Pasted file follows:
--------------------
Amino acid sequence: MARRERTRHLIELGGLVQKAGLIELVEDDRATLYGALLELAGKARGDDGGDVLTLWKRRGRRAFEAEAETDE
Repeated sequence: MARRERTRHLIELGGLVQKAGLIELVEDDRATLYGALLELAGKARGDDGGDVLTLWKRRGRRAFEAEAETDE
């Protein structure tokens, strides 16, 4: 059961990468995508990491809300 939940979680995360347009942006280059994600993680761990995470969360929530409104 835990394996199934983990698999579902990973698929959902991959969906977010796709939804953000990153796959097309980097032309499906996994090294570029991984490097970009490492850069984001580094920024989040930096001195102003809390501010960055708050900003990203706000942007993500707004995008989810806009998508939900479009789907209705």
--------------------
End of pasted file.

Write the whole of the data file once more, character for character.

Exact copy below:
Amino acid sequence: MARRERTRHLIELGGLVQKAGLIELVEDDRATLYGALLELAGKARGDDGGDVLTLWKRRGRRAFEAEAETDE
Repeated sequence: MARRERTRHLIELGGLVQKAGLIELVEDDRATLYGALLELAGKARGDDGGDVLTLWKRRGRRAFEAEAETDE
């Protein structure tokens, strides 16, 4: 059961990468995508990491809300 939940979680995360347009942006280059994600993680761990995470969360929530409104 835990394996199934983990698999579902990973698929959902991959969906977010796709939804953000990153796959097309980097032309499906996994090294570029991984490097970009490492850069984001580094920024989040930096001195102003809390501010960055708050900003990203706000942007993500707004995008989810806009998508939900479009789907209705």